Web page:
Tutankhamun is one of the best known figures of Ancient Egypt, and now his coffin is getting some tender loving care, CNN reports.
The boy king's gilded coffin has been moved from his tomb in Luxor to the Grand Egyptian Museum (GEM) for restoration work, Egypt's Ministry of Antiquities announced.
This is the first time that the coffin has been restored since it was discovered in 1922.
The coffin was moved from Tutankhamun's tomb in the Valley of the Kings on Sunday, according to a Facebook post from the ministry. It will be displayed at the museum alongside other treasures from the tomb itself.
"The coffin has suffered a lot of damage, including cracks in the golden layers of plaster and a general weakness in all golden layers," said Dr. Eissa Zidan, head of the first aid restoration and transportation of antiquities at the museum.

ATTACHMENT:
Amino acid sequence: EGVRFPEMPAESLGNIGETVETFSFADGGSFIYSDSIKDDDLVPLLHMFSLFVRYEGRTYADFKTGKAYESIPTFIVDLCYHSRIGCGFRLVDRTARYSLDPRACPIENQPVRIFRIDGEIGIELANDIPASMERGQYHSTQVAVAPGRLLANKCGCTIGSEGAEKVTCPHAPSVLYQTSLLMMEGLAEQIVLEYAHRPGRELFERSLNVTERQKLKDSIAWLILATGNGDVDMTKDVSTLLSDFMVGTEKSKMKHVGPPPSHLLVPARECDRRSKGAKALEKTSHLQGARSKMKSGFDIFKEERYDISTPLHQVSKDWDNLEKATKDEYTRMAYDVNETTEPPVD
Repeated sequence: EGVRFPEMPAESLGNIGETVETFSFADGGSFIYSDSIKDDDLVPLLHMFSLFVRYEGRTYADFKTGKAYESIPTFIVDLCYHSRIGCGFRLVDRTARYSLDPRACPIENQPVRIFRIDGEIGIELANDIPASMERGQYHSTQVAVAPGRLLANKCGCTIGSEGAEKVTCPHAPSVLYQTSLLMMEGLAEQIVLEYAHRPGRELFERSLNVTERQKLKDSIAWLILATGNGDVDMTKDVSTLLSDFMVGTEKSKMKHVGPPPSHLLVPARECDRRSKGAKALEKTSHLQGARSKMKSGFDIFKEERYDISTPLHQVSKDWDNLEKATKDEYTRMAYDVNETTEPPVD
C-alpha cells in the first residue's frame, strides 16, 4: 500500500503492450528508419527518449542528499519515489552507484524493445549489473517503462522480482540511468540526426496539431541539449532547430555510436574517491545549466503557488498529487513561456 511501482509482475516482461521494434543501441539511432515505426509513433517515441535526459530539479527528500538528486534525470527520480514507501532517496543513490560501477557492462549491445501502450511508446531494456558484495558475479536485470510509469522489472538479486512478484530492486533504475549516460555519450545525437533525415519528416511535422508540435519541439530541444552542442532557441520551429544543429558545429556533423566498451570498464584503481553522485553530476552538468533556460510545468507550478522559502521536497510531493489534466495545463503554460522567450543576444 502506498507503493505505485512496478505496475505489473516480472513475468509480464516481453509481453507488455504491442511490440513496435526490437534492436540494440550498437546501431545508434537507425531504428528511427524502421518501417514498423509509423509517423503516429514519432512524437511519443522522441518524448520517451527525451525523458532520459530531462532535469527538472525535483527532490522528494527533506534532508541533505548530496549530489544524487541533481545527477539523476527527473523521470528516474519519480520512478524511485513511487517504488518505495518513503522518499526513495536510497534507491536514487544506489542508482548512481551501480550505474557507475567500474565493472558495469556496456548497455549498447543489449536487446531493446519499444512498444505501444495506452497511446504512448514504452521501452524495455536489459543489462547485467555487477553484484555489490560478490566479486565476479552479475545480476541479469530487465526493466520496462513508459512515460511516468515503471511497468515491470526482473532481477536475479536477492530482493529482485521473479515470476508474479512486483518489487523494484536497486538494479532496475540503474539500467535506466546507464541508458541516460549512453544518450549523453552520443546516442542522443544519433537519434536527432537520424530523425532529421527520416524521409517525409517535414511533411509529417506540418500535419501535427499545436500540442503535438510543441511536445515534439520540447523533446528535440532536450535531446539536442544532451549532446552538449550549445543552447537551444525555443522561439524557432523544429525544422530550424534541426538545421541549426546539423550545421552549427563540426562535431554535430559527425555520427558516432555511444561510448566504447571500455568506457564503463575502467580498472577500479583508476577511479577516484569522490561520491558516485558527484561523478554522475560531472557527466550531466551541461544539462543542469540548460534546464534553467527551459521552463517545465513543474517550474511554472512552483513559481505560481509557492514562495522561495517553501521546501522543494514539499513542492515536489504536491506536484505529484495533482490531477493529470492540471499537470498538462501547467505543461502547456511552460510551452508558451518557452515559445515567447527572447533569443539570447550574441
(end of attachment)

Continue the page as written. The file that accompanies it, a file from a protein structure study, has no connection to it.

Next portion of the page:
"Before sending the coffin to the GEM, a complete report on the condition of the coffin was written highlighting all the damages."
The restoration will take around eight months, according to the statement, while journalists will be invited to see the coffin at the museum in two weeks. Work on the coffin follows on from the restoration of the tomb itself.